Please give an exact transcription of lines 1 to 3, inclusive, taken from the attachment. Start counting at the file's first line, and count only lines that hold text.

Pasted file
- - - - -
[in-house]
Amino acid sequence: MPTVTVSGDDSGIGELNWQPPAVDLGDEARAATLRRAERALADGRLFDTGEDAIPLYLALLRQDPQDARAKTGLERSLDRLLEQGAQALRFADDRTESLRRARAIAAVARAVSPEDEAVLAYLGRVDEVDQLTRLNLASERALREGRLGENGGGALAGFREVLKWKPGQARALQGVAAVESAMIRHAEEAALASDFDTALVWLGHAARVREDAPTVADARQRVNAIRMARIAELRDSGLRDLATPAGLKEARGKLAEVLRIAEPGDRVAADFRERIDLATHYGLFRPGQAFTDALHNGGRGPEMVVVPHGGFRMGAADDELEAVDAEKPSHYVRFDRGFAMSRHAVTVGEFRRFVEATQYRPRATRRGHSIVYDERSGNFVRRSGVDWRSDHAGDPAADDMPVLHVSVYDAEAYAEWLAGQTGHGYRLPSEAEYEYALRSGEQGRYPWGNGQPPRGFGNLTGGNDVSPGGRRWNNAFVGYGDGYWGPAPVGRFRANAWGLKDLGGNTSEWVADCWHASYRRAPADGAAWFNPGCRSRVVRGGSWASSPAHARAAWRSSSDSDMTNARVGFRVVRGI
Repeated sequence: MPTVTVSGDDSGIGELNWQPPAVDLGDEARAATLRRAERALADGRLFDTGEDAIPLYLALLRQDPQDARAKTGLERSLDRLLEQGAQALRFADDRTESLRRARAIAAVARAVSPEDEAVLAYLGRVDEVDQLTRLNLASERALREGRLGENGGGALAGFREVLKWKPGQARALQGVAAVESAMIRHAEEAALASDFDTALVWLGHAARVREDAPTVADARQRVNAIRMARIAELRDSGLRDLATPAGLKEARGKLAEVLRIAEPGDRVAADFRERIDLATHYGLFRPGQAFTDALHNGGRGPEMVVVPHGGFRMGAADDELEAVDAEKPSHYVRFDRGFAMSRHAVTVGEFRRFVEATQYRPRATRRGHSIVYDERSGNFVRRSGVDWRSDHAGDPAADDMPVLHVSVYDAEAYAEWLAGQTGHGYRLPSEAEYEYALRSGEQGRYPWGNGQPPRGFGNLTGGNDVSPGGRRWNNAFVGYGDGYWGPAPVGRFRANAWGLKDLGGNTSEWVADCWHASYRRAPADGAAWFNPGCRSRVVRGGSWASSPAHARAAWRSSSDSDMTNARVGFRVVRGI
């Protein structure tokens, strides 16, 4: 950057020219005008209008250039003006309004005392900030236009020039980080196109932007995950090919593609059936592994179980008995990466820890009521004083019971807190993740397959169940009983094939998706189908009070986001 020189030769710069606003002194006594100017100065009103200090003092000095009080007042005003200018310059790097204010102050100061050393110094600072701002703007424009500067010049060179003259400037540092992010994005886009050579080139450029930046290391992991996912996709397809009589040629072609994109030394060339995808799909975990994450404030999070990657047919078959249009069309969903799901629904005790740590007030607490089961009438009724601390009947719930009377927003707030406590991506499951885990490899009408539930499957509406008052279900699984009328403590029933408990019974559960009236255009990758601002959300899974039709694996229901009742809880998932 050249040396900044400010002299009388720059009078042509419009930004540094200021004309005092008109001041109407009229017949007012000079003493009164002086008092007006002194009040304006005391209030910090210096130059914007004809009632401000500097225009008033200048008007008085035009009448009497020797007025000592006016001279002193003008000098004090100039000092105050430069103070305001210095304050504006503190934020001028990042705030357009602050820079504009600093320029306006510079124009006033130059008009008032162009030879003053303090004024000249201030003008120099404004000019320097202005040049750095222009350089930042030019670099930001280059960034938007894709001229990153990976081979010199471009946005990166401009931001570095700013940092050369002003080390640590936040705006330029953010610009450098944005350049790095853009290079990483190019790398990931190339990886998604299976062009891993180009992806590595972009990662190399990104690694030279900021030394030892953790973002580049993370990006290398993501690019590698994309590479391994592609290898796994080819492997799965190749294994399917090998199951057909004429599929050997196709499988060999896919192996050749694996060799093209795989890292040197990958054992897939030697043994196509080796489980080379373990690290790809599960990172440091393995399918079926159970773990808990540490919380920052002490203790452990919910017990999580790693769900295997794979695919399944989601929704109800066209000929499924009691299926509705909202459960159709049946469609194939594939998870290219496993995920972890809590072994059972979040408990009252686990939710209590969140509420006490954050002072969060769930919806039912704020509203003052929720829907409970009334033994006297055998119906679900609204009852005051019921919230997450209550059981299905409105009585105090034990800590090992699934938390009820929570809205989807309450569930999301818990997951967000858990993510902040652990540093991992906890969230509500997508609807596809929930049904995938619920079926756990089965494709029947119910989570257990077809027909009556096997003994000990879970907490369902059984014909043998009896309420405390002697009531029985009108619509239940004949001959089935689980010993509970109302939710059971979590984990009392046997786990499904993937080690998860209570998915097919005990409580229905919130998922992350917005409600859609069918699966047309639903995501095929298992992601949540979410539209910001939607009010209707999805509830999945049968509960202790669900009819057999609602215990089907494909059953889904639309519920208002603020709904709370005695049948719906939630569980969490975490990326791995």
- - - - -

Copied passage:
[in-house]
Amino acid sequence: MPTVTVSGDDSGIGELNWQPPAVDLGDEARAATLRRAERALADGRLFDTGEDAIPLYLALLRQDPQDARAKTGLERSLDRLLEQGAQALRFADDRTESLRRARAIAAVARAVSPEDEAVLAYLGRVDEVDQLTRLNLASERALREGRLGENGGGALAGFREVLKWKPGQARALQGVAAVESAMIRHAEEAALASDFDTALVWLGHAARVREDAPTVADARQRVNAIRMARIAELRDSGLRDLATPAGLKEARGKLAEVLRIAEPGDRVAADFRERIDLATHYGLFRPGQAFTDALHNGGRGPEMVVVPHGGFRMGAADDELEAVDAEKPSHYVRFDRGFAMSRHAVTVGEFRRFVEATQYRPRATRRGHSIVYDERSGNFVRRSGVDWRSDHAGDPAADDMPVLHVSVYDAEAYAEWLAGQTGHGYRLPSEAEYEYALRSGEQGRYPWGNGQPPRGFGNLTGGNDVSPGGRRWNNAFVGYGDGYWGPAPVGRFRANAWGLKDLGGNTSEWVADCWHASYRRAPADGAAWFNPGCRSRVVRGGSWASSPAHARAAWRSSSDSDMTNARVGFRVVRGI
Repeated sequence: MPTVTVSGDDSGIGELNWQPPAVDLGDEARAATLRRAERALADGRLFDTGEDAIPLYLALLRQDPQDARAKTGLERSLDRLLEQGAQALRFADDRTESLRRARAIAAVARAVSPEDEAVLAYLGRVDEVDQLTRLNLASERALREGRLGENGGGALAGFREVLKWKPGQARALQGVAAVESAMIRHAEEAALASDFDTALVWLGHAARVREDAPTVADARQRVNAIRMARIAELRDSGLRDLATPAGLKEARGKLAEVLRIAEPGDRVAADFRERIDLATHYGLFRPGQAFTDALHNGGRGPEMVVVPHGGFRMGAADDELEAVDAEKPSHYVRFDRGFAMSRHAVTVGEFRRFVEATQYRPRATRRGHSIVYDERSGNFVRRSGVDWRSDHAGDPAADDMPVLHVSVYDAEAYAEWLAGQTGHGYRLPSEAEYEYALRSGEQGRYPWGNGQPPRGFGNLTGGNDVSPGGRRWNNAFVGYGDGYWGPAPVGRFRANAWGLKDLGGNTSEWVADCWHASYRRAPADGAAWFNPGCRSRVVRGGSWASSPAHARAAWRSSSDSDMTNARVGFRVVRGI